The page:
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per Cambridge, plate means

a flat piece of something that is hard and does not bend

so, when talking about brick wall, plate layout means a flat piece of bricks, shown like the following image (img_1), is my understanding right?

enter image description here

similarly, when talking about stud wall, plate layout means a flat piece of studs, the whole thing pointed out by red circle (img_2), is my understanding right?

enter image description here

However, in img_2, it seems that head plate and sole plate refer to something like a beam.

this post says

Start by aligning your top and bottom plate ends flush together and measure 15 1/4 inches to side of first stud placement. Each corresponding measurement should be 3/4 of an inch shy of stud marks on your tape measure. This will give you studs that are on 16 inch center layouts. Check out the video above to see this process in action.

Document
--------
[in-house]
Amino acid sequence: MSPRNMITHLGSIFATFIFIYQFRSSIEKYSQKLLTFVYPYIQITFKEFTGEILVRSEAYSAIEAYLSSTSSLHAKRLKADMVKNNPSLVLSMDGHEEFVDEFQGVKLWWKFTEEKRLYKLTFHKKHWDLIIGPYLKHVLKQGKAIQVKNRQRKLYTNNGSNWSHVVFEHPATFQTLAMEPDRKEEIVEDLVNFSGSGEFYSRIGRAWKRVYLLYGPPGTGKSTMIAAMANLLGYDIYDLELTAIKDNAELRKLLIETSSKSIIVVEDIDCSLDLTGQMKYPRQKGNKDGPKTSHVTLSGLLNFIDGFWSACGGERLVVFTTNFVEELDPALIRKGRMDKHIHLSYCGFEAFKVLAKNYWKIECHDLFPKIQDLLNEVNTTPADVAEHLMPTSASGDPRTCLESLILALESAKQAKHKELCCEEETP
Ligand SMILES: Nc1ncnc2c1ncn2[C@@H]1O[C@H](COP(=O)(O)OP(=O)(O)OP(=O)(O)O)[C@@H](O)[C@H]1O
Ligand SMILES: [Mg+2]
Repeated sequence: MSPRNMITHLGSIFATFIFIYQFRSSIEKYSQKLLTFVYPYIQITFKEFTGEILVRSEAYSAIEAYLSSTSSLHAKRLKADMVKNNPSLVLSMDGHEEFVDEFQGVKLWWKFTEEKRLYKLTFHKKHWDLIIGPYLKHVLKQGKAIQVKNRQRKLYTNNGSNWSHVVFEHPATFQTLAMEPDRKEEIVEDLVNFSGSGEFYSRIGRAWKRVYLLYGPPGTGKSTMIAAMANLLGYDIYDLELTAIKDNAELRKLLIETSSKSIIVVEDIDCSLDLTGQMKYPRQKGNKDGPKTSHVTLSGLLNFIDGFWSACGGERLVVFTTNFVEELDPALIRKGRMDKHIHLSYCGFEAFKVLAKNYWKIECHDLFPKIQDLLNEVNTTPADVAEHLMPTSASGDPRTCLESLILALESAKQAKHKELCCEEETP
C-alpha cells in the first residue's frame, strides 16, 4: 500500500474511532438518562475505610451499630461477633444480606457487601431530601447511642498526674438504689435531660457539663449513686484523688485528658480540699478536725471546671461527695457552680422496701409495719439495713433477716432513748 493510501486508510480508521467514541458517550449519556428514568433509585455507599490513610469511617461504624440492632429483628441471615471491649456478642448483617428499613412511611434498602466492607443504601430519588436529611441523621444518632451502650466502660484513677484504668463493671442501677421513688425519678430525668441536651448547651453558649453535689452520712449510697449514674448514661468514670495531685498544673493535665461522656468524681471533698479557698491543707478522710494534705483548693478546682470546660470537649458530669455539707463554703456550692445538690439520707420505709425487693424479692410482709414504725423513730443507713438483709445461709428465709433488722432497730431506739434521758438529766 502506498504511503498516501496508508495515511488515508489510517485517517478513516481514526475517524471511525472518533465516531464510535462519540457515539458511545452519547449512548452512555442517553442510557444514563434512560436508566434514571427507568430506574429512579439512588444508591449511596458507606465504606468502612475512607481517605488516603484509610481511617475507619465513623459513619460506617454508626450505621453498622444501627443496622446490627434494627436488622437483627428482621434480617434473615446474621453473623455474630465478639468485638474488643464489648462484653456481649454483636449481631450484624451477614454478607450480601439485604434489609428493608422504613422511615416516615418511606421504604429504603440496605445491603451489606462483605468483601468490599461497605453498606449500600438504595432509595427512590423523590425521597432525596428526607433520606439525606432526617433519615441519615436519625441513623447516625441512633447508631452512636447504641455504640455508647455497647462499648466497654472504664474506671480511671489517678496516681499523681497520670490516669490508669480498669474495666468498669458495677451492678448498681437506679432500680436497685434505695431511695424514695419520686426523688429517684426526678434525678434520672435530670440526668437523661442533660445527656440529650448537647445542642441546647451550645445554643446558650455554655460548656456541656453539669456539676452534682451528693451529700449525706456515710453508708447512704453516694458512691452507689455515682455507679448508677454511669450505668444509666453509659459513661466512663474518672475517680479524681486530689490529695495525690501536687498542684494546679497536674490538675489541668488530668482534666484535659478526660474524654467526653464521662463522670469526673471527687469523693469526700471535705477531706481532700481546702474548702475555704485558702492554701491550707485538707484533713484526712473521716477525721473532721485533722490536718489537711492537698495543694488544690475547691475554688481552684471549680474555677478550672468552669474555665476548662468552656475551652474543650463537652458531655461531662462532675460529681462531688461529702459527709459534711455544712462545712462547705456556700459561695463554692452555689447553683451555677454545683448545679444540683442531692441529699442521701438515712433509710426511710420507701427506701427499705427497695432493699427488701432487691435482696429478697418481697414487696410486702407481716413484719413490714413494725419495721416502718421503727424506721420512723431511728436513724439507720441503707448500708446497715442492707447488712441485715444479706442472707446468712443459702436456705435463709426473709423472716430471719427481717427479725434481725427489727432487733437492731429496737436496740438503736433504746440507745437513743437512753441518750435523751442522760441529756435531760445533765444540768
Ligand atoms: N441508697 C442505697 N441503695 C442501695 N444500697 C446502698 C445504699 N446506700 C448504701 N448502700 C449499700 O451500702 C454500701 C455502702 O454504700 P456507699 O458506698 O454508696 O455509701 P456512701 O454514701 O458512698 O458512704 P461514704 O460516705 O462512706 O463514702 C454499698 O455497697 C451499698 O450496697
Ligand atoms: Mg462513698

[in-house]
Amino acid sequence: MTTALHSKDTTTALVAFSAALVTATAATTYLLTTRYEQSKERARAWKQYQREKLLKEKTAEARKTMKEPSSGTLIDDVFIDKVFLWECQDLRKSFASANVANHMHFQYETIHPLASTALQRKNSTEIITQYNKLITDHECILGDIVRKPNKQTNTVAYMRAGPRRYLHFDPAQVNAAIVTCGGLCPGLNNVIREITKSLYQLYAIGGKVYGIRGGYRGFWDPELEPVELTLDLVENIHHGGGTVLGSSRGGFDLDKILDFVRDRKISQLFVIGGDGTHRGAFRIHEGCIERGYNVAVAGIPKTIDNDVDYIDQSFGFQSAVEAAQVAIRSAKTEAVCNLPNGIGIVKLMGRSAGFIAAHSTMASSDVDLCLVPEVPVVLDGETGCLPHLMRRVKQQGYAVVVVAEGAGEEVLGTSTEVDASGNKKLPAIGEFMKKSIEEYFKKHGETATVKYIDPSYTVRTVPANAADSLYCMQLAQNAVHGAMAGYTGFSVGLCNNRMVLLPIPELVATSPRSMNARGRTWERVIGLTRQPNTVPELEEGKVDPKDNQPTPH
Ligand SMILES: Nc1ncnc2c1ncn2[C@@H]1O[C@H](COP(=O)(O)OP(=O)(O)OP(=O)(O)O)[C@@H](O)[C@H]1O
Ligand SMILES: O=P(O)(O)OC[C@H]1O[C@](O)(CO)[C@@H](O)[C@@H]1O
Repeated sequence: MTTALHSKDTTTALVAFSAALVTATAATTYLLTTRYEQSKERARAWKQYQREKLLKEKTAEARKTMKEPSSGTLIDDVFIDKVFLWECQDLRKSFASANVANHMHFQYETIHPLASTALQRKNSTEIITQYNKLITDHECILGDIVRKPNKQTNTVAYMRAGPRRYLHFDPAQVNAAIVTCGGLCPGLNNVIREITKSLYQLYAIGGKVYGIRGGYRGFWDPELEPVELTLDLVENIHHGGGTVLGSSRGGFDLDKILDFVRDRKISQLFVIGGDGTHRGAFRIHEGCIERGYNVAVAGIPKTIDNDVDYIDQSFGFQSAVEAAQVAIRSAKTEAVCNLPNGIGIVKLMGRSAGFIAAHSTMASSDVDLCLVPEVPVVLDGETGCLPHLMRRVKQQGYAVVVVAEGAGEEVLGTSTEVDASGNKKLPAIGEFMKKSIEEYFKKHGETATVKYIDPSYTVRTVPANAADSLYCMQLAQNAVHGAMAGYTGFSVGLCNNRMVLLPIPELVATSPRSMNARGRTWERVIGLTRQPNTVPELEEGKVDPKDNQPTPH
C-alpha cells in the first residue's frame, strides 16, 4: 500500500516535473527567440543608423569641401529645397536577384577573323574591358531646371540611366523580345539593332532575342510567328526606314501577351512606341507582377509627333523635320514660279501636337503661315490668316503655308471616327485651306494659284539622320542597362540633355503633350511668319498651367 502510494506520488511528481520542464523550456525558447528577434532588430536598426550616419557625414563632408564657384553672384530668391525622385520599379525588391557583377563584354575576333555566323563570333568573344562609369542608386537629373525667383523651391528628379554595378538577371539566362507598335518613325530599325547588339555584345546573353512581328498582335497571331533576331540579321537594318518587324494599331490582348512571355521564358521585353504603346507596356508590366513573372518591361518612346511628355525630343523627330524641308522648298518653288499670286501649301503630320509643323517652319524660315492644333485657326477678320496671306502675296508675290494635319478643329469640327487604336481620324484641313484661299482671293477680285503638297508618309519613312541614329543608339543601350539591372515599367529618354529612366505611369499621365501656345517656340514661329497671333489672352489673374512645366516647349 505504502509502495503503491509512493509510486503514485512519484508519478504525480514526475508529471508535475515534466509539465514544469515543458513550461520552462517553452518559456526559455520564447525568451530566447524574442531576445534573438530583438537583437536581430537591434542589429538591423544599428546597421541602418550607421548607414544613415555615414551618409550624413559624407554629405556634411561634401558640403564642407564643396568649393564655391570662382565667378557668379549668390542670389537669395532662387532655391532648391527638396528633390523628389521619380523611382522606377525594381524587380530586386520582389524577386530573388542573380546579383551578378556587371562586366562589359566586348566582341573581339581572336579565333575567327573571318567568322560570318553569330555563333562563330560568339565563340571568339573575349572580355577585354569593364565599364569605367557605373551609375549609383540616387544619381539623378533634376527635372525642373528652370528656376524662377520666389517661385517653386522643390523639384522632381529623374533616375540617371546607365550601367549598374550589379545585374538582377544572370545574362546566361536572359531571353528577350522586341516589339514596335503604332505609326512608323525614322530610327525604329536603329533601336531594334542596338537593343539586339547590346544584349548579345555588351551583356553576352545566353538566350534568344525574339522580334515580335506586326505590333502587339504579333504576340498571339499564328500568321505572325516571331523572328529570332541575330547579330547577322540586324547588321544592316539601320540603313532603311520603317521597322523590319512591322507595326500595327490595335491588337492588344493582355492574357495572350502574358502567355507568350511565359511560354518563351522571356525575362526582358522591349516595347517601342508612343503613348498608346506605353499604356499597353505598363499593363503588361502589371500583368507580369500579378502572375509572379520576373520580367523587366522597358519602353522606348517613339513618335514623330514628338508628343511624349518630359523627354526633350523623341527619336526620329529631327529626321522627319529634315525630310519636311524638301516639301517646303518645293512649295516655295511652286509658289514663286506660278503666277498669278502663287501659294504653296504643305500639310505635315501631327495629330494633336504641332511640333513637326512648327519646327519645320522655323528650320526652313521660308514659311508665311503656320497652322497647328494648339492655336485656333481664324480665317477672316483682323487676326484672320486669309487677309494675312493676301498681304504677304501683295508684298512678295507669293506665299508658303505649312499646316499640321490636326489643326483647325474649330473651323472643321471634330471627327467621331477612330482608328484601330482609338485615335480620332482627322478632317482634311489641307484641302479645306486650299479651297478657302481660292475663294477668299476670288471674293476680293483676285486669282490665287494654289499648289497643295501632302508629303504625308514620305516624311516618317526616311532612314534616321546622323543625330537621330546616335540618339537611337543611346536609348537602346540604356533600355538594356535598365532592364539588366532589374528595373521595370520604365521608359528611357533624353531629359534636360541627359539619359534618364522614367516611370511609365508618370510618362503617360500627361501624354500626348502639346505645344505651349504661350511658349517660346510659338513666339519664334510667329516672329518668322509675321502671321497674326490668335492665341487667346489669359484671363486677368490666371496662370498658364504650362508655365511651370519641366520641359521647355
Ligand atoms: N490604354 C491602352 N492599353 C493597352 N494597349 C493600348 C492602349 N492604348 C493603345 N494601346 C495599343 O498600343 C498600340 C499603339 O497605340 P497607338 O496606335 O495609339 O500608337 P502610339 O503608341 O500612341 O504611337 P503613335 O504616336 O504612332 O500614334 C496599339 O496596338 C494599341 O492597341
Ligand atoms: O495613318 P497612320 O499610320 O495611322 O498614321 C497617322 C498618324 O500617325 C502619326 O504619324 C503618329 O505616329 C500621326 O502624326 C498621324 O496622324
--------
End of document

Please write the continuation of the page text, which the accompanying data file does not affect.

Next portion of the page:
Is the bottom plate end refer to the sole plate in img_2?

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  • Plates are typically horizontal in framing layouts. Plates run below the vertical studs and across the top of them.
    – TimR
    Commented Jun 10 at 9:34
  • This seems like it would belong on diy.stackexchange.com
    – Stuart F
    Commented Jun 10 at 13:00

1 Answer 1

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The diagram is correct. The Cambridge lexicographers had obviously never had or paid attention to building work done on their houses. A beam attached to a wall to support a structure is known in the (UK) building trade as a 'plate'. Don't ask me why. Builders don't get to write about it much, so it doesn't get into dictionaries.

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    The Cambridge dictionary provides a general definition of "plate"; nobody expects a dictionary to give detailed terminology in every craft or activity.
    – Stuart F
    Commented Jun 10 at 13:01

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